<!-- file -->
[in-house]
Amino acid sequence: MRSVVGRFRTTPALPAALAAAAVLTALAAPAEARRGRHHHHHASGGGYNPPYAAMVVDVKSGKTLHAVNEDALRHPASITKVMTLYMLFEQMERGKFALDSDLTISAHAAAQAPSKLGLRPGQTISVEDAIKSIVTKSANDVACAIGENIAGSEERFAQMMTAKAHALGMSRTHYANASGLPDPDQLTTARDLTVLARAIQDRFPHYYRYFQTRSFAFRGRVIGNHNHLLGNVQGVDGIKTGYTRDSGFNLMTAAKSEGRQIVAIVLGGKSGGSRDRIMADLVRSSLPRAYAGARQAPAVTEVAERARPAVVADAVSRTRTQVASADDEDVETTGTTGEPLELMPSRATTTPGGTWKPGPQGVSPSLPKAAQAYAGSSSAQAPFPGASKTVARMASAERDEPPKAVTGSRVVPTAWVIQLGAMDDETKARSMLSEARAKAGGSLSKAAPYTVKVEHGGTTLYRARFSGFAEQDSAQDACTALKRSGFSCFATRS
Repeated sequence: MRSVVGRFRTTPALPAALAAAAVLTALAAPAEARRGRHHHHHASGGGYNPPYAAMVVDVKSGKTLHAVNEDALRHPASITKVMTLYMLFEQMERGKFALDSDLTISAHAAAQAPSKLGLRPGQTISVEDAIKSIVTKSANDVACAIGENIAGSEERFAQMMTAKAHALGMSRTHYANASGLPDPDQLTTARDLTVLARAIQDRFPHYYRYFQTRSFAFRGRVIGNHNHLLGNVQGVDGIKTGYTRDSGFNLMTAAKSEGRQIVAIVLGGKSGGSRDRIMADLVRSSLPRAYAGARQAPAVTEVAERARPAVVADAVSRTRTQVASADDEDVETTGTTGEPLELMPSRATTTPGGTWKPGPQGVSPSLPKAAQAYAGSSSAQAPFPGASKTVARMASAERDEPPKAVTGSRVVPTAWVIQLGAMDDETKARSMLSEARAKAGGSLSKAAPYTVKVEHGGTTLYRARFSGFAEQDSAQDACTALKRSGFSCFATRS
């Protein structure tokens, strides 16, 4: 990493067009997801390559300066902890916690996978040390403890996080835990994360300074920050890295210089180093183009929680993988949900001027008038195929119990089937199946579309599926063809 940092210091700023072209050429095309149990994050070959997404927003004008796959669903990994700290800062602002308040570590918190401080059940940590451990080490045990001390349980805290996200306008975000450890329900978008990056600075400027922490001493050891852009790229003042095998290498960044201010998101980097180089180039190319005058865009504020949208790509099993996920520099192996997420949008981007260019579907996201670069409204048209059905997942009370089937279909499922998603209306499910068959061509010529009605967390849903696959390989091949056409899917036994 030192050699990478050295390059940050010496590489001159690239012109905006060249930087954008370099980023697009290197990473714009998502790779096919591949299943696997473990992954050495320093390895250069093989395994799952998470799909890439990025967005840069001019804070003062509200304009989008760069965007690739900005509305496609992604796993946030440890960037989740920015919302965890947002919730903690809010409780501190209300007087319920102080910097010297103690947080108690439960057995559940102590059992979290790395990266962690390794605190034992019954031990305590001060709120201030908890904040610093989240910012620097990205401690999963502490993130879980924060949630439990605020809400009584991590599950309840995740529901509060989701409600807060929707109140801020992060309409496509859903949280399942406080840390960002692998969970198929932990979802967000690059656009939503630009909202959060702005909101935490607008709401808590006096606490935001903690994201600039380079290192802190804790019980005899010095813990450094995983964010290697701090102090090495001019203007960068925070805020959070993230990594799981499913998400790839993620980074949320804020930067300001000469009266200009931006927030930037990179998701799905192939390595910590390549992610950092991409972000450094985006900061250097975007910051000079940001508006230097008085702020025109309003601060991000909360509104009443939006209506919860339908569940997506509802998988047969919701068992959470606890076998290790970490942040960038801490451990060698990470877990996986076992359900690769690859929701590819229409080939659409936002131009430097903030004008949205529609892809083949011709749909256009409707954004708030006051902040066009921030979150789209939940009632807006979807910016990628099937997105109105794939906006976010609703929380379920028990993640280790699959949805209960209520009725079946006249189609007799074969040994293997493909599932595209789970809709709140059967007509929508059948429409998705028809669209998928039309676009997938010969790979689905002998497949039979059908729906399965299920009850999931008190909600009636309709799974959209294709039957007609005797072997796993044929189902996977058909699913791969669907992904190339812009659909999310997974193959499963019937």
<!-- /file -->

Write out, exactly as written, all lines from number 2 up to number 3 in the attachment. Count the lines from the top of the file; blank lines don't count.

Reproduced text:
Amino acid sequence: MRSVVGRFRTTPALPAALAAAAVLTALAAPAEARRGRHHHHHASGGGYNPPYAAMVVDVKSGKTLHAVNEDALRHPASITKVMTLYMLFEQMERGKFALDSDLTISAHAAAQAPSKLGLRPGQTISVEDAIKSIVTKSANDVACAIGENIAGSEERFAQMMTAKAHALGMSRTHYANASGLPDPDQLTTARDLTVLARAIQDRFPHYYRYFQTRSFAFRGRVIGNHNHLLGNVQGVDGIKTGYTRDSGFNLMTAAKSEGRQIVAIVLGGKSGGSRDRIMADLVRSSLPRAYAGARQAPAVTEVAERARPAVVADAVSRTRTQVASADDEDVETTGTTGEPLELMPSRATTTPGGTWKPGPQGVSPSLPKAAQAYAGSSSAQAPFPGASKTVARMASAERDEPPKAVTGSRVVPTAWVIQLGAMDDETKARSMLSEARAKAGGSLSKAAPYTVKVEHGGTTLYRARFSGFAEQDSAQDACTALKRSGFSCFATRS
Repeated sequence: MRSVVGRFRTTPALPAALAAAAVLTALAAPAEARRGRHHHHHASGGGYNPPYAAMVVDVKSGKTLHAVNEDALRHPASITKVMTLYMLFEQMERGKFALDSDLTISAHAAAQAPSKLGLRPGQTISVEDAIKSIVTKSANDVACAIGENIAGSEERFAQMMTAKAHALGMSRTHYANASGLPDPDQLTTARDLTVLARAIQDRFPHYYRYFQTRSFAFRGRVIGNHNHLLGNVQGVDGIKTGYTRDSGFNLMTAAKSEGRQIVAIVLGGKSGGSRDRIMADLVRSSLPRAYAGARQAPAVTEVAERARPAVVADAVSRTRTQVASADDEDVETTGTTGEPLELMPSRATTTPGGTWKPGPQGVSPSLPKAAQAYAGSSSAQAPFPGASKTVARMASAERDEPPKAVTGSRVVPTAWVIQLGAMDDETKARSMLSEARAKAGGSLSKAAPYTVKVEHGGTTLYRARFSGFAEQDSAQDACTALKRSGFSCFATRS